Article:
• The role of your birth partner is just to be with you and support you through the birth. Your birth partner can be anyone you’re close to and rely on for their moral support, like your partner, your best friend, your mum or your sister.

At What Point Should I Find a Midwife?

It’s best to see a midwife as soon as you find out you’re pregnant. You can either go to your GP, who can put you in touch with a midwife or a midwifery service, or you can book your first appointment with a midwife directly. Your midwife will become your main point of contact when it comes to antenatal care from the first trimester onwards.

Appointments with your midwife may take place at home, at a GP’s surgery, at the hospital or at a children’s centre. Tests and scans will usually take place at a hospital.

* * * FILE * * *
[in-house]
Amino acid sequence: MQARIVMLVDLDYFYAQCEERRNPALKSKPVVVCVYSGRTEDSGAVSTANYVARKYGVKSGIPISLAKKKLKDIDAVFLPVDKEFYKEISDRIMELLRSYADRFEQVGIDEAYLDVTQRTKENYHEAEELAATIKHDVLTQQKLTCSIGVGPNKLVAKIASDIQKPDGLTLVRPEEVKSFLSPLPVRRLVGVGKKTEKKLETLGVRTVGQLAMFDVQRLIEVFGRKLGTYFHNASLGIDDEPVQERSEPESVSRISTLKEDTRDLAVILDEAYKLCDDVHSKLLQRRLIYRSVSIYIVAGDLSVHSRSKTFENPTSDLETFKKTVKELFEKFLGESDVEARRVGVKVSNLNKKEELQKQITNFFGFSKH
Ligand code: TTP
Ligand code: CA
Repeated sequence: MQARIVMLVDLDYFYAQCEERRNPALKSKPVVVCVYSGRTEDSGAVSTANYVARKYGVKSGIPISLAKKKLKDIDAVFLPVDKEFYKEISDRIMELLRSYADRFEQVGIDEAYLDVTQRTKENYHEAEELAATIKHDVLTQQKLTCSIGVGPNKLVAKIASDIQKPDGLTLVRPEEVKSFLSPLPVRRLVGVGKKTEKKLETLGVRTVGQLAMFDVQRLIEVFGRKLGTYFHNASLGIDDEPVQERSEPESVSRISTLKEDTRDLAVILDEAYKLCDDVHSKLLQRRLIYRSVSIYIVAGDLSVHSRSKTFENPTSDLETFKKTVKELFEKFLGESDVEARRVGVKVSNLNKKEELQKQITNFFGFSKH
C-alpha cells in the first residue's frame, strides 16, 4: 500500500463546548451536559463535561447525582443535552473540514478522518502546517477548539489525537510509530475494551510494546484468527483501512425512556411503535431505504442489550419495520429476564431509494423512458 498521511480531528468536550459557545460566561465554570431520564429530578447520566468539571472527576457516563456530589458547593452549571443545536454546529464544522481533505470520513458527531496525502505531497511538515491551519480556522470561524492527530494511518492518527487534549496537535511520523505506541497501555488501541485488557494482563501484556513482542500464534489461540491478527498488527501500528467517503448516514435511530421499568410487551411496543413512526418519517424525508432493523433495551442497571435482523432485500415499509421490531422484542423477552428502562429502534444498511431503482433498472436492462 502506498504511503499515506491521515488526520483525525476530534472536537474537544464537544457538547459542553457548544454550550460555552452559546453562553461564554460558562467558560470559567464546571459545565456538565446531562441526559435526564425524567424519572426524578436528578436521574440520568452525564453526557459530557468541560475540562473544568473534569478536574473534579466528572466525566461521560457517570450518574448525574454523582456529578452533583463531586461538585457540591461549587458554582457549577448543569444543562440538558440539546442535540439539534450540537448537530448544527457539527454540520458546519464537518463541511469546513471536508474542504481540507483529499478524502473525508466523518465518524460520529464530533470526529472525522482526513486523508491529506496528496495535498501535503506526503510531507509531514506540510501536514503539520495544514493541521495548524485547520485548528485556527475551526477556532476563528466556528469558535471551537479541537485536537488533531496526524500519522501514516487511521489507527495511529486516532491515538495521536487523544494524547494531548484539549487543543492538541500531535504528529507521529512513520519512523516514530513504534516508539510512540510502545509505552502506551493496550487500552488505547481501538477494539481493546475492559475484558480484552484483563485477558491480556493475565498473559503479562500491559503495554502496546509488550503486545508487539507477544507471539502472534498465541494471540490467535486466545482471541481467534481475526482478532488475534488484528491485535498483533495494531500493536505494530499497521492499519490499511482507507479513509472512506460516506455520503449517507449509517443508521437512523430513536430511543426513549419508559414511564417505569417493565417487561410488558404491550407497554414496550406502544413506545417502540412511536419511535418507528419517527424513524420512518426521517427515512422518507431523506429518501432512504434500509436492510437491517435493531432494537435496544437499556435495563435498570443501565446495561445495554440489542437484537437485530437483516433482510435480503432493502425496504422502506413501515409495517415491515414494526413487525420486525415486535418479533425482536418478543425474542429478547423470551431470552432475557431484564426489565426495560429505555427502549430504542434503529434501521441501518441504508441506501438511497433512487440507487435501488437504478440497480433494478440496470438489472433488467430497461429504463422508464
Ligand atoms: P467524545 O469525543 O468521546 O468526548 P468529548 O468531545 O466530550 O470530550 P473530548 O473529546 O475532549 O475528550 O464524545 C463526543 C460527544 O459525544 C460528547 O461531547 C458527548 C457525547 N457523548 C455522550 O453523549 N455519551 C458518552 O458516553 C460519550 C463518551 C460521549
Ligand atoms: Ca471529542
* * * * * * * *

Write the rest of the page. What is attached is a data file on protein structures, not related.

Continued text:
What Training Does a Midwife Have?

Midwifery is a regulated profession. Midwives must register with the Nursing and Midwifery Council (NMC), and must have an approved NMC midwifery degree. These degrees usually take at least three years to complete, unless the midwife is a qualified nurse, in which case they may do a shortened midwifery programme. Student midwives must spend a minimum of half of the programme in clinical practice, working directly with pregnant women, their families, and newborns in hospital, at birth centres and at the homes of mums or mums-to-be.

Midwifery programmes prepare students to practise safely and effectively so that by the time they register with the NMC, they can assume full responsibility and accountability for their work as midwives.

The training doesn’t end there: Midwives will continue their professional and personal development throughout their career, which includes learning and developing new skills and knowledge.

Can Men Be Midwives?